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Keywords:

  • altitude;
  • biodiversity;
  • Euptelea pleiospermum;
  • human disturbance;
  • nuclear microsatellite;
  • riparian forest;
  • species–genetic diversity correlation (SGDC)

Summary

  • This study aimed to reveal species–genetic diversity correlations (SGDCs) and their underlying mechanisms in natural and disturbed forests.
  • A community survey and molecular analyses were carried out to compare species diversity (SD), the genetic diversity of the dominant tree species Euptelea pleiospermum (GD), the altitudinal patterns of SD and GD, SGDC, genetic differentiation (FST), community divergence (FST-C), effective population size (Ne), and recent migration rate between mountain riparian forests along the Yandu (natural) and Nan (disturbed) rivers.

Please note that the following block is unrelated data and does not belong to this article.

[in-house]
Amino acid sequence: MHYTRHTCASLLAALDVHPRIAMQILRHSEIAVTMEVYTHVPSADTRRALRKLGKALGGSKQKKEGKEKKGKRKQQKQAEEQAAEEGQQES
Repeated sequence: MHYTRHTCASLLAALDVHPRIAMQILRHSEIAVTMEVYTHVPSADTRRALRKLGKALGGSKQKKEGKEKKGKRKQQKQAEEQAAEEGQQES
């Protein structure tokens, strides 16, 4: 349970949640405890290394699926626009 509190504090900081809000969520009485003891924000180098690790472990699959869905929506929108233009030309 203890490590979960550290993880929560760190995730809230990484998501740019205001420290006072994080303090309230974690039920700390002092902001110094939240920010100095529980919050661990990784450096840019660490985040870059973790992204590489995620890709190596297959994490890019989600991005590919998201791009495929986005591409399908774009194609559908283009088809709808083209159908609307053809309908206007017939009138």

• In natural forests, both SD and GD showed a unimodal altitudinal pattern and GD was positively correlated with SD, whereas a unimodal pattern and positive SGDC were not found in the disturbed forests. SD and FST at the natural sites were higher than those at the disturbed sites. However, there were no significant differences in GD, FST-C, Ne or recent migration rate between the natural and disturbed sites.
  • A correlation between the patterns of SD and GD along a geographical gradient (e.g. altitude) is an important driver of positive SGDC. The absence of positive SGDC in the disturbed forests may result from reduced SD but unaffected GD, indicating nonparallel changes in SD and GD. This study furthermore cautions against generalizations about changes in SD and GD following disturbance.